Azure Notebooks in Preview Status – And It’s Pretty Awesome

The hardest thing learning data science is getting started. The hardest thing about starting is learning how to set up all the tools. What if you could get it all set up, get storage space, computing time, and programming environment, all for free?

Microsoft missed the mobile devices boat (Surface is making a real comeback for sure), but they are determined not to make the same mistake with cloud.

The Redmond-based technology giant is investing seriously in data analytics, machine learning, and the data revolution.  Microsoft is getting in the game early, and it is doing well, at least according to Forrester. Their latest offering?  A free data analytic platform for the masses.

Stemming from the excellent IPython project, Jupyter is an open source web-based notebook platform that has since built support around other data analysis languages such as R, Scala, and supports platforms such as Hadoop and Spark.  For the Python-minded data scientist, Jupyter is one of the most powerful tools (and here’s how to install it on your computer). A Jupyter notebook is not unlike other standard notebooks such as OneNote or Evernote: you can write down standard text and insert images where appropriate, and the software takes care of the backend. Jupyter takes the concept further: you can send blocks of code into a “kernel,” and the notebook will retrieve the output and place it back in the notebook, even if it is a graph, table, or nonstandard text output. If you care more about manipulating data than you care about the actual organization of the source code – as most scientists are – Jupyter makes an excellent choice.

The difficulty with setting up your own computing platform is two-fold:

  1. You have to install all the pre-requisites yourself.  Jupyter may be a powerful development platform, but you need to install Python and manage its packages separately.  There are ways to make the process easier, but you are ultimately responsible for the inner plumbings of the computing system.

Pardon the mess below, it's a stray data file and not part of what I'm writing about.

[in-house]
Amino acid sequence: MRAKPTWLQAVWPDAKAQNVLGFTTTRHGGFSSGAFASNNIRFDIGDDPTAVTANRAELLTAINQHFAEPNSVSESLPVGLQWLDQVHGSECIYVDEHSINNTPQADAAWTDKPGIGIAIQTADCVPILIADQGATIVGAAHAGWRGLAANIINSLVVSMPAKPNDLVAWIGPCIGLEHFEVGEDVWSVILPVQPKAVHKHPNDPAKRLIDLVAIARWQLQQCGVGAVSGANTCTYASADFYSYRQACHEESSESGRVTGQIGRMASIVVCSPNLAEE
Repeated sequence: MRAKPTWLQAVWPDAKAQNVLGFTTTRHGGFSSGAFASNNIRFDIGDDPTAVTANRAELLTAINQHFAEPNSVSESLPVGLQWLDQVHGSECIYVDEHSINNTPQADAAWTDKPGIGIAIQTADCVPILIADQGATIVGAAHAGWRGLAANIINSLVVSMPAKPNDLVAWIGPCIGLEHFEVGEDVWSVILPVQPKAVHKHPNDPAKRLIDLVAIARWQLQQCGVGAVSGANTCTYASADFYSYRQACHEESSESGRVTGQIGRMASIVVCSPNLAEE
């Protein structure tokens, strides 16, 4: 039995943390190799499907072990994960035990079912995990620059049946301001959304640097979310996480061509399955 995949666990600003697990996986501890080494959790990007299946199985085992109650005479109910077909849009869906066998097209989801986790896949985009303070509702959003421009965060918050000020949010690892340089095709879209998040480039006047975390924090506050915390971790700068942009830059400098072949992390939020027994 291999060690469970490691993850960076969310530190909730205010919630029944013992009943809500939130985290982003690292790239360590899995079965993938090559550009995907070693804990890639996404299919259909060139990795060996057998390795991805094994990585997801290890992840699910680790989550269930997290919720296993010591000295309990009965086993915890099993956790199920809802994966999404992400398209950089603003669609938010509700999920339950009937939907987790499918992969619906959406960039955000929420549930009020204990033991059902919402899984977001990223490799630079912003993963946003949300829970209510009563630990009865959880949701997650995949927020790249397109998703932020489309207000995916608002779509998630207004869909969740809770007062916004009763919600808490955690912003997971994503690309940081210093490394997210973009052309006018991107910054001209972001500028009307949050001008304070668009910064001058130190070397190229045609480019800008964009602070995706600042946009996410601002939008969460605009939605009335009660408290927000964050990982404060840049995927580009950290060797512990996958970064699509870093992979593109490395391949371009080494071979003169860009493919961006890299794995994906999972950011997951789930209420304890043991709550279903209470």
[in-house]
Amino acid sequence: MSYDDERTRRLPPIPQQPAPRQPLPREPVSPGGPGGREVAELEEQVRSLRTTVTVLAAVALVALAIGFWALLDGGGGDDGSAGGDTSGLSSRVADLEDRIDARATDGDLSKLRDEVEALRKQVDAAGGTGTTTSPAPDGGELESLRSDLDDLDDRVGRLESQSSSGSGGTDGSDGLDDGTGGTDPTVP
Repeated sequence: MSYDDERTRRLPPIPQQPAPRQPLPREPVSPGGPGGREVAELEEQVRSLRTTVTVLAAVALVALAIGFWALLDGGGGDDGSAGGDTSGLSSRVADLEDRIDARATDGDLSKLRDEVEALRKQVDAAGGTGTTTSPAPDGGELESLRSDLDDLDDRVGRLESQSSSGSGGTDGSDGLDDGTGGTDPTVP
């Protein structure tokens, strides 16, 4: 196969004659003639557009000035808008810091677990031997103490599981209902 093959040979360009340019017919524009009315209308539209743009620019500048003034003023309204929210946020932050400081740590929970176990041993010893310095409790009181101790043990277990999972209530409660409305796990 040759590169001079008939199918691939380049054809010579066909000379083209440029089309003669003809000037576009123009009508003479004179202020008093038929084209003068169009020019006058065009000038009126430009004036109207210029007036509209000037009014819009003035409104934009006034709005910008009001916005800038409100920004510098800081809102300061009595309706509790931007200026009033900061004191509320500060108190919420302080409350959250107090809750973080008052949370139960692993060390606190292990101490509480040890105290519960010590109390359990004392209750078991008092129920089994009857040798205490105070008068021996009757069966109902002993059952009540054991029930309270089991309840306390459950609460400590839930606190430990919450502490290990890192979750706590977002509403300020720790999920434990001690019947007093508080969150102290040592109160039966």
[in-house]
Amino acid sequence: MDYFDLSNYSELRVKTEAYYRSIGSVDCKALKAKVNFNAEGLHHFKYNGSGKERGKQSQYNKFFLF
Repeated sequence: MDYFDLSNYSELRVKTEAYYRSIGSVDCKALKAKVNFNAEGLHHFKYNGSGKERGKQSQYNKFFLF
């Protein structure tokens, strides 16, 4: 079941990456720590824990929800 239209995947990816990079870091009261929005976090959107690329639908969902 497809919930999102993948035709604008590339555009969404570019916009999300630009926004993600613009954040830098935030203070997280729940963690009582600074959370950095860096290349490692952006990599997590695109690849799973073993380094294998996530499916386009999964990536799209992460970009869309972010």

2. Your platform is stuck on your computer.  Jupyter is great for collaboration, but it requires proper configuration which usually ends with either exposing your computer IP address to the world-wide web or investing in a web server

Azure Notebooks are essentially cloud-based Jupyter notebooks, but this alone means a great deal.  Microsoft Azure will take care of the maintenance and package installation (pandas, nltk, ‘scikit-learn’, among others, come pre-installed). These notebooks are not bound to your computer and are accessible on any web browser, making it a great tool for project collaboration. All of this – for the convenient price point of free.

I have not attempted to run very large datasets on Azure Notebooks, although I suspect production-level big data analysts will find the free offering insufficient. For the rest of us who explore datasets and create visualizations for scientific and academic work, Azure Notebooks can save a lot of headache. I find the notebooks responsive and the environment very similar to a standard Jupyter running off the local computer. Microsoft also ffers a variety of sample notebooks exploring tools and features I did not even know existed.

All of the quests in Python and some of those in R in Radiology Data Quest exercises can be explored through a Jupyter Notebook, so you no longer have an excuse – dive in and geek out with us!

Howard Chen
Associate Informatics Officer at Cleveland Clinic Imaging Institute
(Howard) Po-Hao Chen, MD MBA is the Associate Informatics Officer at the Cleveland Clinic Imaging Institute and a musculoskeletal radiology subspecialist. He has an interest in data-driven radiology, quality improvement, and innovation. Howard has an MD and MBA from Harvard University, and he finished training with fellowships in musculoskeletal radiology, nuclear medicine, and clinical imaging informatics in June 2018 from University of Pennsylvania.

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